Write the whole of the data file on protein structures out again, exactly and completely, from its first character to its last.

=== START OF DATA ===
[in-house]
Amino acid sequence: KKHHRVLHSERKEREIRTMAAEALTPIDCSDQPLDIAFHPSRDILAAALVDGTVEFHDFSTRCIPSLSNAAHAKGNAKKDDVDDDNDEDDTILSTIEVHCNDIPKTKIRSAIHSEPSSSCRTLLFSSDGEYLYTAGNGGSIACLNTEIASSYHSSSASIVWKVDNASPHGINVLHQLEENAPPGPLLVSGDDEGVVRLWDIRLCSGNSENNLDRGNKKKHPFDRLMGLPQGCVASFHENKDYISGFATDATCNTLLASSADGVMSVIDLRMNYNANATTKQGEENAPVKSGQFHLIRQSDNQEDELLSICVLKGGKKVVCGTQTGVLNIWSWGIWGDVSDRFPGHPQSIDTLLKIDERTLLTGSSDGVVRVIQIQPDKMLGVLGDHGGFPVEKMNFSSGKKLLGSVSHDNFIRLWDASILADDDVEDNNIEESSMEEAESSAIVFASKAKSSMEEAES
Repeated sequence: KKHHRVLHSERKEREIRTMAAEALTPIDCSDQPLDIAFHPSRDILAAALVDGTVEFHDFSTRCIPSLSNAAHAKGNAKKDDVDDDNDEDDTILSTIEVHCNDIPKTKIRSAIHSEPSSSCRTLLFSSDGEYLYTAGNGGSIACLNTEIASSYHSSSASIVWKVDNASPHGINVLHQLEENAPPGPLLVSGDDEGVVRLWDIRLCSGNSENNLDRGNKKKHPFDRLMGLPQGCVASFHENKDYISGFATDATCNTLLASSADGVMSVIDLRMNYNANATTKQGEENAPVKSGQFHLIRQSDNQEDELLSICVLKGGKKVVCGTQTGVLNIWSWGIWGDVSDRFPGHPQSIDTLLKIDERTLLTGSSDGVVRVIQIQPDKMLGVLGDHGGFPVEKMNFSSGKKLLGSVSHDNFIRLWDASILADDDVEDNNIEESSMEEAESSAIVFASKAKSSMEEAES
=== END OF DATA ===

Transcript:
[in-house]
Amino acid sequence: KKHHRVLHSERKEREIRTMAAEALTPIDCSDQPLDIAFHPSRDILAAALVDGTVEFHDFSTRCIPSLSNAAHAKGNAKKDDVDDDNDEDDTILSTIEVHCNDIPKTKIRSAIHSEPSSSCRTLLFSSDGEYLYTAGNGGSIACLNTEIASSYHSSSASIVWKVDNASPHGINVLHQLEENAPPGPLLVSGDDEGVVRLWDIRLCSGNSENNLDRGNKKKHPFDRLMGLPQGCVASFHENKDYISGFATDATCNTLLASSADGVMSVIDLRMNYNANATTKQGEENAPVKSGQFHLIRQSDNQEDELLSICVLKGGKKVVCGTQTGVLNIWSWGIWGDVSDRFPGHPQSIDTLLKIDERTLLTGSSDGVVRVIQIQPDKMLGVLGDHGGFPVEKMNFSSGKKLLGSVSHDNFIRLWDASILADDDVEDNNIEESSMEEAESSAIVFASKAKSSMEEAES
Repeated sequence: KKHHRVLHSERKEREIRTMAAEALTPIDCSDQPLDIAFHPSRDILAAALVDGTVEFHDFSTRCIPSLSNAAHAKGNAKKDDVDDDNDEDDTILSTIEVHCNDIPKTKIRSAIHSEPSSSCRTLLFSSDGEYLYTAGNGGSIACLNTEIASSYHSSSASIVWKVDNASPHGINVLHQLEENAPPGPLLVSGDDEGVVRLWDIRLCSGNSENNLDRGNKKKHPFDRLMGLPQGCVASFHENKDYISGFATDATCNTLLASSADGVMSVIDLRMNYNANATTKQGEENAPVKSGQFHLIRQSDNQEDELLSICVLKGGKKVVCGTQTGVLNIWSWGIWGDVSDRFPGHPQSIDTLLKIDERTLLTGSSDGVVRVIQIQPDKMLGVLGDHGGFPVEKMNFSSGKKLLGSVSHDNFIRLWDASILADDDVEDNNIEESSMEEAESSAIVFASKAKSSMEEAES